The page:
Pedro Morales, a business owner in Austin, Texas, recently became one of the latest victims of the growing homeless crisis in that city where a homeless encampment popped up in an alley next to a property he rents out.
“When is enough going to be enough?” Morales said to Fox News Digital while detailing the lack of help he has received from the city and the severely understaffed police department. “When does harassment of another person’s safety and happiness come into play?”
In Los Angeles, 69,144 people were living on the streets in 2022, which is up 4.1% since 2020. L.A. business owners said they are having similar problems getting any help from the city to address the homeless crisis.
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Graphic scenes of lawlessness continue to emerge from L.A. homeless camps, including recently in the Beverly Grove neighborhood where a naked homeless woman was spotted lounging in public on a couch.
“It’s easier to send a rocket to the moon than send a letter to the mayor’s office,” L.A. business owner George Frem told “Fox & Friends.”
To the north, in San Francisco, retailers are fleeing in droves as the homeless crisis and the crime that comes along with it has led to shoplifting and violence against employees.
Despite the anguish expressed by residents and businesses, a San Francisco Democrat recently proposed legislation to “specifically prohibit security guards from drawing their weapons to protect property.”
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Cully Stimson, senior legal fellow at the Heritage Foundation, told Fox News Digital that the root cause of the problem is the mass legalization and decriminalization of drugs.
“Homelessness and the increase in homelessness would not happen to the extent it is happening had there not been, and continues to be, a push to legalize every drug,” Stimson said.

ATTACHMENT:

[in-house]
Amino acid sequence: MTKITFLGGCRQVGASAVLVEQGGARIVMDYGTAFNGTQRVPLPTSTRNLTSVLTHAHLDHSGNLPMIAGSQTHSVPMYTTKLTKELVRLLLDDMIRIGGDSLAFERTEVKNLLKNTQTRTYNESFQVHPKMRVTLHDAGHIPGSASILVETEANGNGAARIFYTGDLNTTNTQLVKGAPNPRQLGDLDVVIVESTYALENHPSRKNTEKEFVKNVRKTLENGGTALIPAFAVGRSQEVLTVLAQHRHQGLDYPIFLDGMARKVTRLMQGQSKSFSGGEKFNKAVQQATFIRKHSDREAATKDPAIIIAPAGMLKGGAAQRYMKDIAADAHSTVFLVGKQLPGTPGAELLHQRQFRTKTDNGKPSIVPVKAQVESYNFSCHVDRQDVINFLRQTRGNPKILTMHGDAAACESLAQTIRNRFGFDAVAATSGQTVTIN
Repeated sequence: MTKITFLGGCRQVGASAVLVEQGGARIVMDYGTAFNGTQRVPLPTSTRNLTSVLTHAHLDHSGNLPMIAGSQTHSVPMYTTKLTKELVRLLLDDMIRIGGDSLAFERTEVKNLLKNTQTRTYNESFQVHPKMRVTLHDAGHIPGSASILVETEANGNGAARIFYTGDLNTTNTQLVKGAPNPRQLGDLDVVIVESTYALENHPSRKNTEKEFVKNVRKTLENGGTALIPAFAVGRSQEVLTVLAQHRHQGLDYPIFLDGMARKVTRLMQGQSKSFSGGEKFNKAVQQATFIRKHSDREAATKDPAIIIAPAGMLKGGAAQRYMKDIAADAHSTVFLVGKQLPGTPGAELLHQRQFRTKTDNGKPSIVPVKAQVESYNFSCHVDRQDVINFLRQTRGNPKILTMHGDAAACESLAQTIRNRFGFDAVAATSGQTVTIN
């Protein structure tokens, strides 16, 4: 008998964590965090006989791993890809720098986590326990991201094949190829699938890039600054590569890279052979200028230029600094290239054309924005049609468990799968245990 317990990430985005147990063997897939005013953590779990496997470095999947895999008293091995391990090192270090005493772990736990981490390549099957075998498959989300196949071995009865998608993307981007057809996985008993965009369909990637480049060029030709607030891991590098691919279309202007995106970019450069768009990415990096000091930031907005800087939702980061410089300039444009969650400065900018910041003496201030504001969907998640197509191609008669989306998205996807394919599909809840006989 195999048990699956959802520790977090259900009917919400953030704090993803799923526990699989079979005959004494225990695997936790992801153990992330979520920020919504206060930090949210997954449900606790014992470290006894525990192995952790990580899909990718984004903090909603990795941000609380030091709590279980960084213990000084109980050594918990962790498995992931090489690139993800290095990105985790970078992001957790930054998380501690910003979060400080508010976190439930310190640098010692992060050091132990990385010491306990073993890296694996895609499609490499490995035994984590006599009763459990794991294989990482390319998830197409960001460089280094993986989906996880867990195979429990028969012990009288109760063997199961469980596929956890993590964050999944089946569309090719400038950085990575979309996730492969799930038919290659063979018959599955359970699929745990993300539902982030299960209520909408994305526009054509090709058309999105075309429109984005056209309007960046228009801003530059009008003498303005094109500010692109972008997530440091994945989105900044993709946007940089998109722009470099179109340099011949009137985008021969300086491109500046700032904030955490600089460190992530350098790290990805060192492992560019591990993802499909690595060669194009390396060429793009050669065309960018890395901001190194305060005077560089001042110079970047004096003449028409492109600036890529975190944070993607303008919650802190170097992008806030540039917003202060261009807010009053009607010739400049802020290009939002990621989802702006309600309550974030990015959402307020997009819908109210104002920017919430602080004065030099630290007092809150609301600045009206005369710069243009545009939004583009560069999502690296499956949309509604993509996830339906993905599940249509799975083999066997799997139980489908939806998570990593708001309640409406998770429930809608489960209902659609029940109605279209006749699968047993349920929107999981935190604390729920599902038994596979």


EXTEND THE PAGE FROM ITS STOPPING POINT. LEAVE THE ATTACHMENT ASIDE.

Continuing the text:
“The more people who are somnolent, the more people who are stoned, the more people who are given a free pass to use whatever drugs you want, the more you’re going to have people who are incapable of holding down a productive job,” said Stimson, who co-authored a book with Heritage legal fellow Zack Smith called “Rogue Prosecutors: How Radical Soros Lawyers Are Destroying America’s Communities,” which is set to be released in June.
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Stimson told Fox News Digital he gave a keynote speech last June to the International Association of Claims Professionals where he says the biggest insurance conglomerates in the world told him “they are seeing massive spikes in claims by businesses in cities” and wanted to know if there was a connection between Stimson’s work on progressive prosecutors funded by billionaire George Soros and property damage in many of the cities struggling with homelessness.
“Of course there is a connection,” Stimson told Fox News Digital, explaining that lawmakers easing punishments for drugs and other crimes while being protected by qualified immunity makes them impervious to legal pushback from residents and businesses.
“They’re trying to create a socialist nightmare scenario for everybody,” Stimson said. “In their world, I guess they think it’s hunky-dory. Everyone else knows it diminishes the quality of life and public safety to the point where they leave, and so the only recourse these people have and these businesses have now is to leave, and they’ve done it in droves.”